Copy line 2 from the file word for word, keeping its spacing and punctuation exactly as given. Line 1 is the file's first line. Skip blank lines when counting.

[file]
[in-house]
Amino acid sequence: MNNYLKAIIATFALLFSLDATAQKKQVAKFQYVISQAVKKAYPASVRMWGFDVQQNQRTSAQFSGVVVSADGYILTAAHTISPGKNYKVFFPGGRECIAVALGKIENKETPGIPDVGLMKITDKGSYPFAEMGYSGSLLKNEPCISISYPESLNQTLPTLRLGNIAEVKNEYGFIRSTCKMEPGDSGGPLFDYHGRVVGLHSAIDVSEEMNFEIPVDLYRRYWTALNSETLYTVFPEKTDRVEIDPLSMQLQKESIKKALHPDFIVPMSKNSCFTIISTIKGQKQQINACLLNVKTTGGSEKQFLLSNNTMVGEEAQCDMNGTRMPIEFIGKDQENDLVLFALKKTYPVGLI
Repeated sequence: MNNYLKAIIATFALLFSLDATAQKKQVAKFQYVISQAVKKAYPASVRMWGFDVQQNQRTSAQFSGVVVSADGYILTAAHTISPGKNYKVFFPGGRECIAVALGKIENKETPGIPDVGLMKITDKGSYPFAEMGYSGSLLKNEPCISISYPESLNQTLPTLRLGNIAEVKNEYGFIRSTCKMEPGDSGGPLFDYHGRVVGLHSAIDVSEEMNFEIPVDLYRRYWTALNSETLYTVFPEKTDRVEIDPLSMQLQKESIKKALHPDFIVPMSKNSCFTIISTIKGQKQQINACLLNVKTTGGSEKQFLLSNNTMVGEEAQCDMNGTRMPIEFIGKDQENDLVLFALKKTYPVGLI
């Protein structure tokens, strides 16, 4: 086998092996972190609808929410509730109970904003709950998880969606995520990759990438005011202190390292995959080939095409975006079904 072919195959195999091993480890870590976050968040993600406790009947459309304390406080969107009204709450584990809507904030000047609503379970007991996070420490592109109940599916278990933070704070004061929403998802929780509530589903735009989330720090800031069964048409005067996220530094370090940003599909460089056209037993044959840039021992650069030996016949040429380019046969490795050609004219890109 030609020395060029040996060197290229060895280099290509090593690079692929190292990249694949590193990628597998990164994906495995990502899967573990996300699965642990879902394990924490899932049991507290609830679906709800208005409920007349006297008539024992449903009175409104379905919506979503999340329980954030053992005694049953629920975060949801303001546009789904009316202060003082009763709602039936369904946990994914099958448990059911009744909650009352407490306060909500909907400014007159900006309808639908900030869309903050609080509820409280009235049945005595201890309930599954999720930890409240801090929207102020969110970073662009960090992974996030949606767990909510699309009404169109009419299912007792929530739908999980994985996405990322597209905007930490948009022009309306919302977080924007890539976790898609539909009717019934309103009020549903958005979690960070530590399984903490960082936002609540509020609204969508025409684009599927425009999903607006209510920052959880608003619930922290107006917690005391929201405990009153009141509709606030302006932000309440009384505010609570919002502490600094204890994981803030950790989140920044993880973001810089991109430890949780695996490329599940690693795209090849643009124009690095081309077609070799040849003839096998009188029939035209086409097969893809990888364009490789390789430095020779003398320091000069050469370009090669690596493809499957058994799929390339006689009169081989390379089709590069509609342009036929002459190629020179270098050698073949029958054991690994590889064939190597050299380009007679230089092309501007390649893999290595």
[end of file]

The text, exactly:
Amino acid sequence: MNNYLKAIIATFALLFSLDATAQKKQVAKFQYVISQAVKKAYPASVRMWGFDVQQNQRTSAQFSGVVVSADGYILTAAHTISPGKNYKVFFPGGRECIAVALGKIENKETPGIPDVGLMKITDKGSYPFAEMGYSGSLLKNEPCISISYPESLNQTLPTLRLGNIAEVKNEYGFIRSTCKMEPGDSGGPLFDYHGRVVGLHSAIDVSEEMNFEIPVDLYRRYWTALNSETLYTVFPEKTDRVEIDPLSMQLQKESIKKALHPDFIVPMSKNSCFTIISTIKGQKQQINACLLNVKTTGGSEKQFLLSNNTMVGEEAQCDMNGTRMPIEFIGKDQENDLVLFALKKTYPVGLI